The tomb, also known as the edicule, is at the center of the Holy Sepulchre Church, and symbolically sits under the largest dome in the church. The tomb is used in turn by all of the denominations for daily mass. A rectangular, tall structure built of red granite and adorned with candlesticks outside the door, the edicule houses two small rooms - the Chapel of The Angel and the tomb itself. The Chapel of the Angel contains a stone, which represents part of the larger stone that was rolled away from Christ's tomb on the day of the resurrection, according to tradition. On this stone is an imprint of a hand believed to be that of one of the angels who waited in tomb to announce the resurrection. A Greek monk is always present in this room to guard the Tomb of Christ. The Chapel of the Holy Sepulchre contains the tomb of Christ, the 14th Station of the Cross and the holiest site in Christendom. A marble slab lies in the place where Jesus was laid.

holy sepulchre, tomb, easter, stone of anointingStone of Anointing
Upon entering the Holy Sepulchre from the spacious courtyard, the Stone of the Anointing or Unction, lies just beyond the iron doors. Tradition has it that this is the spot where Jesus’ body was prepared for burial by Joseph of Arimathea. Jesus was anointed and wrapped in a clean linen cloth according to the Jewish tradition of those days. The limestone slab dates to 1808 replacing the one destroyed in the 12th century. Opulent lamps hang above the stone. Many pilgrims stop here first to kiss the stone before moving on to the rest of the church.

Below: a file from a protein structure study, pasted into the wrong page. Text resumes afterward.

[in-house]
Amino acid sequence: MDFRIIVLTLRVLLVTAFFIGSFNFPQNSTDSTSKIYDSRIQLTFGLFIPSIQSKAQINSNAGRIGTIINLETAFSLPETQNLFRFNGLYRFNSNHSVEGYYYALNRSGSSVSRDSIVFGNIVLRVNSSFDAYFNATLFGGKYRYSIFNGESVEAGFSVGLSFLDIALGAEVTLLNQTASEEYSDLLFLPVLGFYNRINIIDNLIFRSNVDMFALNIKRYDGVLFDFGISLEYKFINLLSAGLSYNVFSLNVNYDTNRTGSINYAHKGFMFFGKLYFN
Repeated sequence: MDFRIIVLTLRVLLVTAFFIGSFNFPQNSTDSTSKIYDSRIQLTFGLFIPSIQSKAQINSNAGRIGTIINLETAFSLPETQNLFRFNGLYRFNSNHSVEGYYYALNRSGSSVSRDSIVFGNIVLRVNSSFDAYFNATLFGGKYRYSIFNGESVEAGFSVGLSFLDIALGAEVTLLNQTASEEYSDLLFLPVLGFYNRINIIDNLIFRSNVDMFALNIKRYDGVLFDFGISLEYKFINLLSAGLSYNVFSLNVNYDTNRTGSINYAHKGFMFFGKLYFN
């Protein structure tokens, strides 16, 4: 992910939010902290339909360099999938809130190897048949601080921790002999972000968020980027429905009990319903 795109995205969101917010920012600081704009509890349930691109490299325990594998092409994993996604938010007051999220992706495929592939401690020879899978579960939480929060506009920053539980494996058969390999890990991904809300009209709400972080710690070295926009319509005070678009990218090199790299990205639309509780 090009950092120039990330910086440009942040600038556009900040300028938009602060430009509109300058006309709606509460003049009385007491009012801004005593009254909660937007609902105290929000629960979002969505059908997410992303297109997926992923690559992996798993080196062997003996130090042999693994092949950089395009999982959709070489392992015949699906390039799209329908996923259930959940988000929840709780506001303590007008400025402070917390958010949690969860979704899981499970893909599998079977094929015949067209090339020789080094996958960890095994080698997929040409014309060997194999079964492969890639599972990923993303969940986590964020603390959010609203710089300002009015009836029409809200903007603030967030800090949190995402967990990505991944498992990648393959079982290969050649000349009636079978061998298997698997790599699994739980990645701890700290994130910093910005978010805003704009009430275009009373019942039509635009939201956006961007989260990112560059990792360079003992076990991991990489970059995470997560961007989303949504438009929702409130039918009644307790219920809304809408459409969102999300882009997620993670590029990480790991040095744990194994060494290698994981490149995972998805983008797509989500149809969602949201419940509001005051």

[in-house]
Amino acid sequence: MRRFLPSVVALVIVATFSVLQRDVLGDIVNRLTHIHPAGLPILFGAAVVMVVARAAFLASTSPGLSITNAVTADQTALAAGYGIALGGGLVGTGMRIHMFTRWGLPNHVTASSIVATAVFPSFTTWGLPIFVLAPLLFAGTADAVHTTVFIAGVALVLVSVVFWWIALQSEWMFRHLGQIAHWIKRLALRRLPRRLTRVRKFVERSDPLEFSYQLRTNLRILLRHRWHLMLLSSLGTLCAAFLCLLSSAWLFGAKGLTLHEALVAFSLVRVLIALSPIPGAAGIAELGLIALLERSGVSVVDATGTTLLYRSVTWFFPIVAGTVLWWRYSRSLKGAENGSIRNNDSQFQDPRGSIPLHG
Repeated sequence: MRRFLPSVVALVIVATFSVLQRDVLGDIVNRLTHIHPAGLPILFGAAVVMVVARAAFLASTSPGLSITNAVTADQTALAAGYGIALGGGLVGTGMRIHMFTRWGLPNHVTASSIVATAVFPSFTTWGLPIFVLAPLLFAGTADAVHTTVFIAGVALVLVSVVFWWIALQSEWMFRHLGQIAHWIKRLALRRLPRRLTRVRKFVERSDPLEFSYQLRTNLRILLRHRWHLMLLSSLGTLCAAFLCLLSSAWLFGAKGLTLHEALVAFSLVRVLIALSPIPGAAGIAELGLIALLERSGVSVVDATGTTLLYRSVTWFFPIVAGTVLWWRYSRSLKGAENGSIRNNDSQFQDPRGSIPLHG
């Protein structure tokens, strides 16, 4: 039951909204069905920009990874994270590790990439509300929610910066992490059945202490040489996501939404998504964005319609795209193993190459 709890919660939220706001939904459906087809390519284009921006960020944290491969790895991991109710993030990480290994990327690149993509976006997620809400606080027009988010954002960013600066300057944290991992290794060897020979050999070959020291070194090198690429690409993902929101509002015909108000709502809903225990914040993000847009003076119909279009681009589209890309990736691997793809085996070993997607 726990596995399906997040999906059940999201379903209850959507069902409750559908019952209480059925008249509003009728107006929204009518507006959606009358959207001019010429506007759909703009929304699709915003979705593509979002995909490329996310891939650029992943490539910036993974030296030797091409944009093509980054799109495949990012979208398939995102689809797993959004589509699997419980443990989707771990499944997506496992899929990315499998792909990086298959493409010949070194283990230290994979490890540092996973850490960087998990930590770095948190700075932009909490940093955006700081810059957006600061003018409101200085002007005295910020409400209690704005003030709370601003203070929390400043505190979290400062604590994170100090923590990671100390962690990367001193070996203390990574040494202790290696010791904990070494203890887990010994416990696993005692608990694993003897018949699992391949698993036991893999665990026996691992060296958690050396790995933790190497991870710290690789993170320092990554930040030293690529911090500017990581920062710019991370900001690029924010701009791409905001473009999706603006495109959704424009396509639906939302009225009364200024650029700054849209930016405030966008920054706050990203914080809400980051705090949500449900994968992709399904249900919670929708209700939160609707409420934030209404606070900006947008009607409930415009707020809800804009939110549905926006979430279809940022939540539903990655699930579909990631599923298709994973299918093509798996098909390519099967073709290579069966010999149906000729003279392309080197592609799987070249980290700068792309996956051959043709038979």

Golgotha (or Calvary)
To the right of the stone is a staircase that leads to two chapels on the tip of Golgotha, where Jesus was nailed to the cross. The first room is a Catholic Franciscan Chapel with an altar dedicated to the Nailing of the Cross (Station 11 of the Via Dolorosa). The Greek Orthodox Calvary is the second room, with the actual Rock of Golgotha (Station 12 of the Via Dolorosa) that can be seen through glass. Pilgrims may touch the rock through a small opening in the glass.

holy sepulchre, tomb, easterThe Chapel of St. Mary Magdalene